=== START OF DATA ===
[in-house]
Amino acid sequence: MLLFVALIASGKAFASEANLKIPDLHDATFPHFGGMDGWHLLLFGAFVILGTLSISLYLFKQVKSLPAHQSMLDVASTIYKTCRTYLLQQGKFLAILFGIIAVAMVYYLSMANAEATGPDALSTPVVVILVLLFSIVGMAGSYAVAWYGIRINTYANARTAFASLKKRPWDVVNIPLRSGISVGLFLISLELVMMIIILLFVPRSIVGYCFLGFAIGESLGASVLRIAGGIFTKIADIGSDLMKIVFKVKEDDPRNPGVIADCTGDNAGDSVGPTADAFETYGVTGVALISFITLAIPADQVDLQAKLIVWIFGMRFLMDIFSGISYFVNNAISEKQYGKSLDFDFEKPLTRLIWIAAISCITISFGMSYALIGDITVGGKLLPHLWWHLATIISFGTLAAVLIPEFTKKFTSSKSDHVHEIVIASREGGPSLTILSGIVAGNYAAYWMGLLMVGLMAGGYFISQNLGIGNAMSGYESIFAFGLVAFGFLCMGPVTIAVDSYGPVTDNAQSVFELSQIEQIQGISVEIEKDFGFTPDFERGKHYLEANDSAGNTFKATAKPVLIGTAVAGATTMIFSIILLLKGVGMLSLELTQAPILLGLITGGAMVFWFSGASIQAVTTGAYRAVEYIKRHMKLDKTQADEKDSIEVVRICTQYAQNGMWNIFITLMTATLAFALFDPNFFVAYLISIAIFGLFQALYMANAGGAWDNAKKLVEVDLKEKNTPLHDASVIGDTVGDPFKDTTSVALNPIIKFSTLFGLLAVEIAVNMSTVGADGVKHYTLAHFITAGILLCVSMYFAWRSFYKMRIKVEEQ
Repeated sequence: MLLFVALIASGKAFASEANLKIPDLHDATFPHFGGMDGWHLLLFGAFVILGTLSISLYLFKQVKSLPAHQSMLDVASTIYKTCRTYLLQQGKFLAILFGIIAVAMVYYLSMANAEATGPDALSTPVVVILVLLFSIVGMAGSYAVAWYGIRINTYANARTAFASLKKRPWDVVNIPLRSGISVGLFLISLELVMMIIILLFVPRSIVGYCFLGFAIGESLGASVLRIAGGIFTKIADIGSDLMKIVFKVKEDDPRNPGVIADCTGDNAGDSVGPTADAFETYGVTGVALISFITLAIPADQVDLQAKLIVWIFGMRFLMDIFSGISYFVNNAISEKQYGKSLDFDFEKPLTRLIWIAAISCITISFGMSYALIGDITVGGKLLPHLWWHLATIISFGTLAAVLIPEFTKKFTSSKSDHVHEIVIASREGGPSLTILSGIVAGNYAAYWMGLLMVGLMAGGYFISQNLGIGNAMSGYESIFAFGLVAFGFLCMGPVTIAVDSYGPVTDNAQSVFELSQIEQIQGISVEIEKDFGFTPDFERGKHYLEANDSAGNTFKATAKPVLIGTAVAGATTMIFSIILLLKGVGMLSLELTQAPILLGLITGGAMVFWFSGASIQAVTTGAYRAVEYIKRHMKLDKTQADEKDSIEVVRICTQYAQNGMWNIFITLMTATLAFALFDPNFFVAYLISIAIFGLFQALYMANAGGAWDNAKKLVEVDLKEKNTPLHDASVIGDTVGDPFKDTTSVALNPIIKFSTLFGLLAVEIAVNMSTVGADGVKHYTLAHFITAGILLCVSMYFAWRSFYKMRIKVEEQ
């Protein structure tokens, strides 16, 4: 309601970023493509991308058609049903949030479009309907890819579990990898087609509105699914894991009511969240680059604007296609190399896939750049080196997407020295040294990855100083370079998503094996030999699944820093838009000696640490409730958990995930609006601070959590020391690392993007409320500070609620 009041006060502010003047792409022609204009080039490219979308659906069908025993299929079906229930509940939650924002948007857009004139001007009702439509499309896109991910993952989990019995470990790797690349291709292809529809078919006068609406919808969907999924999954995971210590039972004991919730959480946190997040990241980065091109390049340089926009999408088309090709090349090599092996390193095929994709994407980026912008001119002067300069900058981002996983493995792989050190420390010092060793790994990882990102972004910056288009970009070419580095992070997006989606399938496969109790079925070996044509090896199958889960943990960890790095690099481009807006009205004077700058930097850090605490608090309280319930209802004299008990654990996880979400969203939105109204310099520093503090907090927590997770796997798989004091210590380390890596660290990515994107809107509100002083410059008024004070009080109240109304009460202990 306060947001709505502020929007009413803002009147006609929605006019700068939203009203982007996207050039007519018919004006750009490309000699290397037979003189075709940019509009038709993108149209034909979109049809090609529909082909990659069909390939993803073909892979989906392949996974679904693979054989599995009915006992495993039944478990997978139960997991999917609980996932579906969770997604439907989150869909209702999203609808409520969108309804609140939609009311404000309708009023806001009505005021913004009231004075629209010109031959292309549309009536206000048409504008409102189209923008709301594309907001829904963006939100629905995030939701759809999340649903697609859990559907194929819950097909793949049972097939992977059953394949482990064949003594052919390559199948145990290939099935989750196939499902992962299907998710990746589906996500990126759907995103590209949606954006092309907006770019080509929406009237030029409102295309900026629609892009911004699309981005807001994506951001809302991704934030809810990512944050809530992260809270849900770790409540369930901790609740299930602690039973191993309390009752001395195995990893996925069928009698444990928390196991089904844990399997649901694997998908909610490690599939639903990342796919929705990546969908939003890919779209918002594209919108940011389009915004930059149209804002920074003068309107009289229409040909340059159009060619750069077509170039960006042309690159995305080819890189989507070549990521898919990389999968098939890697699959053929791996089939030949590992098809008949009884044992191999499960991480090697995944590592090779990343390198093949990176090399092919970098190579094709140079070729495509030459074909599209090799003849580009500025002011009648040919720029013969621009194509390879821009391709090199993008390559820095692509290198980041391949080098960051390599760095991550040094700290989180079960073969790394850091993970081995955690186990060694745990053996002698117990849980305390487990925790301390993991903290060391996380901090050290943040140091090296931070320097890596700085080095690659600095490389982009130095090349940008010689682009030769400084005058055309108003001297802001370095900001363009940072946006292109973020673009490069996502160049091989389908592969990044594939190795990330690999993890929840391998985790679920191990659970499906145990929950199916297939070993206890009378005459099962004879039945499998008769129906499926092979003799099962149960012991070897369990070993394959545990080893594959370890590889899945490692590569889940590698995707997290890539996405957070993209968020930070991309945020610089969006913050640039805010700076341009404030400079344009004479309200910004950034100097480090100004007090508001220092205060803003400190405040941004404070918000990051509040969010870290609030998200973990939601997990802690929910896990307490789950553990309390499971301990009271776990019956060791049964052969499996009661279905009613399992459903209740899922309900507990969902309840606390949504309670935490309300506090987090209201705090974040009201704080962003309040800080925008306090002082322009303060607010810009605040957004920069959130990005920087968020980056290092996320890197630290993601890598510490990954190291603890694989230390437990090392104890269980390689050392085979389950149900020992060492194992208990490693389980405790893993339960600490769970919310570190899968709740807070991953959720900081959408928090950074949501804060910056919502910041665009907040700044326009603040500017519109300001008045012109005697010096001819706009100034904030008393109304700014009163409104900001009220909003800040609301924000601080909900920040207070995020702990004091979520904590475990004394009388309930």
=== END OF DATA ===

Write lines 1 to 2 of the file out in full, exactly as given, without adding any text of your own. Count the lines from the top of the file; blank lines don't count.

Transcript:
[in-house]
Amino acid sequence: MLLFVALIASGKAFASEANLKIPDLHDATFPHFGGMDGWHLLLFGAFVILGTLSISLYLFKQVKSLPAHQSMLDVASTIYKTCRTYLLQQGKFLAILFGIIAVAMVYYLSMANAEATGPDALSTPVVVILVLLFSIVGMAGSYAVAWYGIRINTYANARTAFASLKKRPWDVVNIPLRSGISVGLFLISLELVMMIIILLFVPRSIVGYCFLGFAIGESLGASVLRIAGGIFTKIADIGSDLMKIVFKVKEDDPRNPGVIADCTGDNAGDSVGPTADAFETYGVTGVALISFITLAIPADQVDLQAKLIVWIFGMRFLMDIFSGISYFVNNAISEKQYGKSLDFDFEKPLTRLIWIAAISCITISFGMSYALIGDITVGGKLLPHLWWHLATIISFGTLAAVLIPEFTKKFTSSKSDHVHEIVIASREGGPSLTILSGIVAGNYAAYWMGLLMVGLMAGGYFISQNLGIGNAMSGYESIFAFGLVAFGFLCMGPVTIAVDSYGPVTDNAQSVFELSQIEQIQGISVEIEKDFGFTPDFERGKHYLEANDSAGNTFKATAKPVLIGTAVAGATTMIFSIILLLKGVGMLSLELTQAPILLGLITGGAMVFWFSGASIQAVTTGAYRAVEYIKRHMKLDKTQADEKDSIEVVRICTQYAQNGMWNIFITLMTATLAFALFDPNFFVAYLISIAIFGLFQALYMANAGGAWDNAKKLVEVDLKEKNTPLHDASVIGDTVGDPFKDTTSVALNPIIKFSTLFGLLAVEIAVNMSTVGADGVKHYTLAHFITAGILLCVSMYFAWRSFYKMRIKVEEQ